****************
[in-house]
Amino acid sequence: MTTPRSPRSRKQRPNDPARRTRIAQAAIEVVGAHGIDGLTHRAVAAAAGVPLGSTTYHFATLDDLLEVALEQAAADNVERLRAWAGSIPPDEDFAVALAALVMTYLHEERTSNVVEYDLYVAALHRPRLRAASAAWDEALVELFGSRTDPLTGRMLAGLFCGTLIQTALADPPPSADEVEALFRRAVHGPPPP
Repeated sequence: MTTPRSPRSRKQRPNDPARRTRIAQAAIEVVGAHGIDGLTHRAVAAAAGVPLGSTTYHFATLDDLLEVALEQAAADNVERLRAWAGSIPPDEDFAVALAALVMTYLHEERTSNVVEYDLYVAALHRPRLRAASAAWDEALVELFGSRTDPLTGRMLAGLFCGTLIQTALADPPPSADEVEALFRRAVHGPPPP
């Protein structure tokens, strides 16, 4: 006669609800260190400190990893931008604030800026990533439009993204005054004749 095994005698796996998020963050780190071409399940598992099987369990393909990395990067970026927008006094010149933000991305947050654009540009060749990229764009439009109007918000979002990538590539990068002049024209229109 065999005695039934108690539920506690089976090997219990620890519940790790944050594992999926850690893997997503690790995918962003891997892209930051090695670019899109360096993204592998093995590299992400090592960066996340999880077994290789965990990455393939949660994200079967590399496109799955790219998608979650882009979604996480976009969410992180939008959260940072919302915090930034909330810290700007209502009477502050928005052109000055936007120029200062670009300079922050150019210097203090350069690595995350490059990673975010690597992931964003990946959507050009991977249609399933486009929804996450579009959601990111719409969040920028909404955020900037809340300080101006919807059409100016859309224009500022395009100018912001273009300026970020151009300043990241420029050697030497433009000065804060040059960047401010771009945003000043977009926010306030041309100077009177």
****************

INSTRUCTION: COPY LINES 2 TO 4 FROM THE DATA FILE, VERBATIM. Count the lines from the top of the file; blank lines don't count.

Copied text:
Amino acid sequence: MTTPRSPRSRKQRPNDPARRTRIAQAAIEVVGAHGIDGLTHRAVAAAAGVPLGSTTYHFATLDDLLEVALEQAAADNVERLRAWAGSIPPDEDFAVALAALVMTYLHEERTSNVVEYDLYVAALHRPRLRAASAAWDEALVELFGSRTDPLTGRMLAGLFCGTLIQTALADPPPSADEVEALFRRAVHGPPPP
Repeated sequence: MTTPRSPRSRKQRPNDPARRTRIAQAAIEVVGAHGIDGLTHRAVAAAAGVPLGSTTYHFATLDDLLEVALEQAAADNVERLRAWAGSIPPDEDFAVALAALVMTYLHEERTSNVVEYDLYVAALHRPRLRAASAAWDEALVELFGSRTDPLTGRMLAGLFCGTLIQTALADPPPSADEVEALFRRAVHGPPPP
């Protein structure tokens, strides 16, 4: 006669609800260190400190990893931008604030800026990533439009993204005054004749 095994005698796996998020963050780190071409399940598992099987369990393909990395990067970026927008006094010149933000991305947050654009540009060749990229764009439009109007918000979002990538590539990068002049024209229109 065999005695039934108690539920506690089976090997219990620890519940790790944050594992999926850690893997997503690790995918962003891997892209930051090695670019899109360096993204592998093995590299992400090592960066996340999880077994290789965990990455393939949660994200079967590399496109799955790219998608979650882009979604996480976009969410992180939008959260940072919302915090930034909330810290700007209502009477502050928005052109000055936007120029200062670009300079922050150019210097203090350069690595995350490059990673975010690597992931964003990946959507050009991977249609399933486009929804996450579009959601990111719409969040920028909404955020900037809340300080101006919807059409100016859309224009500022395009100018912001273009300026970020151009300043990241420029050697030497433009000065804060040059960047401010771009945003000043977009926010306030041309100077009177």